Wednesday, June 9, 2010

Welcome, Becky Moore

1: Thank you so much for being here, Becky. First up is the obligatory question. When did you first begin writing?
I’m a southerner, and we tend to be a little melodramatic … that said, I’ve been a storyteller all my life. When I was in college, I knew I wanted to be a writer, but figured I should have some type of “real” degree to fall back on. My mother, on the other hand, told me that I had my whole life to have a job and that I should go for what I really wanted. So armed with my degree in English literature and editing, I quickly figured out that the most important corporation in the world couldn’t sell the most important widget ever developed without being able to talk about it. Working as a writer in a variety of industries has given me a broad view of the world … but no matter how stressful my deadlines have been through the years, my mind wandered in imaginary tales with interesting characters. About five or six years ago I decided to get the ideas out of my head and onto paper, and loved working in fiction. But time is the greatest enemy of a writer, especially one like me, who has a full-time job and writes romance in the evenings and on vacation. As a result of my staccato approach to writing, I have a dozen manuscripts in progress (some as much as 80-90% complete). It was driving me crazy, so as the Christmas came and went last year, I said out loud: “2010 is MY year.” And I sat down and forced myself to finish one book. I sent it in to a new e-publisher (XOXO Publishing), and they picked it up. I was stoked, and knew that if I really put my all into it, I could do it. And I did.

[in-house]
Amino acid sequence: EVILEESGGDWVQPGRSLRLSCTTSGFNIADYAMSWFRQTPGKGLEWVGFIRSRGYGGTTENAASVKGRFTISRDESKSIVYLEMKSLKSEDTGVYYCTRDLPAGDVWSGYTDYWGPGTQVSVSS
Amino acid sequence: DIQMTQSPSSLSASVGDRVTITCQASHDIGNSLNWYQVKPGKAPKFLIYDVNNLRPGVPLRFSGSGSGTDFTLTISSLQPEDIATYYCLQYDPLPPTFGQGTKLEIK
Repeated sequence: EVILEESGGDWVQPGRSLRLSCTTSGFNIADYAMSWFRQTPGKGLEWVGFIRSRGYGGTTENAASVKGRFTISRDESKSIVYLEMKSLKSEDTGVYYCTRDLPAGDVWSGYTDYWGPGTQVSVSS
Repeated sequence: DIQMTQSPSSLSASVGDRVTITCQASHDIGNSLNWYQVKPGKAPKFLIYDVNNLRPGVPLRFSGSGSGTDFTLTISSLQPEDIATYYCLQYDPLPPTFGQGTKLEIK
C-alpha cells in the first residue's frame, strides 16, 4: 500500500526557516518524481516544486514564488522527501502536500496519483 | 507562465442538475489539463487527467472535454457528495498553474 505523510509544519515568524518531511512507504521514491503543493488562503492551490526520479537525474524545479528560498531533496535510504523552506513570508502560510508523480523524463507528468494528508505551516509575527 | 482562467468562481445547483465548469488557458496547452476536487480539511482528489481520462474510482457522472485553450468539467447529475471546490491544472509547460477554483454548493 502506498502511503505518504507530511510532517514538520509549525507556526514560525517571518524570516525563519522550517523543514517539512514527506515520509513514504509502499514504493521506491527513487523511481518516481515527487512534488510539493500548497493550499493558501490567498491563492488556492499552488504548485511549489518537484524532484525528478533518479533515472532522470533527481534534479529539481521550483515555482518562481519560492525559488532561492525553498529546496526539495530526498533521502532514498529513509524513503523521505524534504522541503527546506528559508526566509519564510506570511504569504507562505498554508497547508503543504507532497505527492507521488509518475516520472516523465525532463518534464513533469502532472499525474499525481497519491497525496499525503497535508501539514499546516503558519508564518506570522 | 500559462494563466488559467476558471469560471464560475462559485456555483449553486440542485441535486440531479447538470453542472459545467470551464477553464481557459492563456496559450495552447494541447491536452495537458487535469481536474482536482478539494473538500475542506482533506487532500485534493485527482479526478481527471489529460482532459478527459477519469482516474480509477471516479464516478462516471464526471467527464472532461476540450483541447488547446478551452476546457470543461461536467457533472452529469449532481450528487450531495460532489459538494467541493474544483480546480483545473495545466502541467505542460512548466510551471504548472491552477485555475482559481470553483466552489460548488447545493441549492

2: What inspired you to write?

I am, by nature, a great idealist. I believe in the best life has to offer, and that everyone deserves a chance. My love of reading comes from watching my mother, and learning to love the way a book lets you escape to another world of possibility. She also taught me the power of the written word, which I have always held in high regard. My full-time work now is as a grantwriter and public affairs officer for a non-profit agency supporting individuals living with HIV/AIDS … and most of those stories have sad endings. It gives me such hope to be able to immerse myself in my stories in my free “me time,” where I have the power to give my characters a happy ending. No matter how desperate the situation my characters find themselves in, true love helps them find a way to each other, and the way to a happy ending.

3: What do you like the most and least about writing?

The most: a world of possibilities that takes me on the most exciting adventures. The worst: I’m compelled to write more and more so my mind can rest … some days the story rests, others it roars.

4: What do you for fun and relaxation when not writing?

My son and my husband and I are really close, and look for every opportunity to do things together. We love to do anything outdoors, especially hiking, cycling, kayaking, playing tennis, and walking with our beagle Magnolia May. A good massage is also a real treat!

5: Which authors do you like to read?

I love to read just about everything, and while I’ve probably got two or three books going on my own at any given time, my 12 year old son and I keep a running book together, too. My favorite romance authors are Julie Garwood, Linda Howard, Shannon McKenna, Susan Andersen, Rachel Gibson, and Amy J. Fetzer. Other favorite adult authors are Peter Mayle, Michael Chabon, Janet Evanovich, and James Patterson. My favorite children and teen authors are Rick Riordan, J.K. Rowling, Maurice Sendak, and Kate DiCamillo.